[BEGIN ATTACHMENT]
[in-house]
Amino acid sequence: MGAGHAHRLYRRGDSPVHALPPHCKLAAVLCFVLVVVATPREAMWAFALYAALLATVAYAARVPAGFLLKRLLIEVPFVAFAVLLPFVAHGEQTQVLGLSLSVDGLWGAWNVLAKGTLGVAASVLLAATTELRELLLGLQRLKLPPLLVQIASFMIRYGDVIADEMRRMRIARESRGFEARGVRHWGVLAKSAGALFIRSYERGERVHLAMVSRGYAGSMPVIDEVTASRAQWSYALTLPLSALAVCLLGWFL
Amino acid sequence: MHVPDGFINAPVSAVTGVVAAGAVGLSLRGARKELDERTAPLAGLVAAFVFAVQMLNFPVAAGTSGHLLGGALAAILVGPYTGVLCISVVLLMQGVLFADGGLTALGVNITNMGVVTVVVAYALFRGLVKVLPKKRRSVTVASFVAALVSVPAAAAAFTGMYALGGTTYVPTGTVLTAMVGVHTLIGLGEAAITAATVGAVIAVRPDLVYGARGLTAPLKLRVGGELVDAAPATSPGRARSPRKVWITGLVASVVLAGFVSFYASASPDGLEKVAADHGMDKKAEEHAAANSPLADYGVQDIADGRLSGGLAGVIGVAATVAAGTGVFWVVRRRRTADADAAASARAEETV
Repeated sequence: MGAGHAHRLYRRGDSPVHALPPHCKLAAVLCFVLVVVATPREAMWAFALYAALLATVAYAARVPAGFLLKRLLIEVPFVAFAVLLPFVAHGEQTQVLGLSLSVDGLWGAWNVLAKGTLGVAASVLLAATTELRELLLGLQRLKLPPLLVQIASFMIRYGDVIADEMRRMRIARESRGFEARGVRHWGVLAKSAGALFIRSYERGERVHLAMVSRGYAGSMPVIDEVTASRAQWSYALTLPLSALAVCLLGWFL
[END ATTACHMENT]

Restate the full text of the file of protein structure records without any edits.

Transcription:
[in-house]
Amino acid sequence: MGAGHAHRLYRRGDSPVHALPPHCKLAAVLCFVLVVVATPREAMWAFALYAALLATVAYAARVPAGFLLKRLLIEVPFVAFAVLLPFVAHGEQTQVLGLSLSVDGLWGAWNVLAKGTLGVAASVLLAATTELRELLLGLQRLKLPPLLVQIASFMIRYGDVIADEMRRMRIARESRGFEARGVRHWGVLAKSAGALFIRSYERGERVHLAMVSRGYAGSMPVIDEVTASRAQWSYALTLPLSALAVCLLGWFL
Amino acid sequence: MHVPDGFINAPVSAVTGVVAAGAVGLSLRGARKELDERTAPLAGLVAAFVFAVQMLNFPVAAGTSGHLLGGALAAILVGPYTGVLCISVVLLMQGVLFADGGLTALGVNITNMGVVTVVVAYALFRGLVKVLPKKRRSVTVASFVAALVSVPAAAAAFTGMYALGGTTYVPTGTVLTAMVGVHTLIGLGEAAITAATVGAVIAVRPDLVYGARGLTAPLKLRVGGELVDAAPATSPGRARSPRKVWITGLVASVVLAGFVSFYASASPDGLEKVAADHGMDKKAEEHAAANSPLADYGVQDIADGRLSGGLAGVIGVAATVAAGTGVFWVVRRRRTADADAAASARAEETV
Repeated sequence: MGAGHAHRLYRRGDSPVHALPPHCKLAAVLCFVLVVVATPREAMWAFALYAALLATVAYAARVPAGFLLKRLLIEVPFVAFAVLLPFVAHGEQTQVLGLSLSVDGLWGAWNVLAKGTLGVAASVLLAATTELRELLLGLQRLKLPPLLVQIASFMIRYGDVIADEMRRMRIARESRGFEARGVRHWGVLAKSAGALFIRSYERGERVHLAMVSRGYAGSMPVIDEVTASRAQWSYALTLPLSALAVCLLGWFL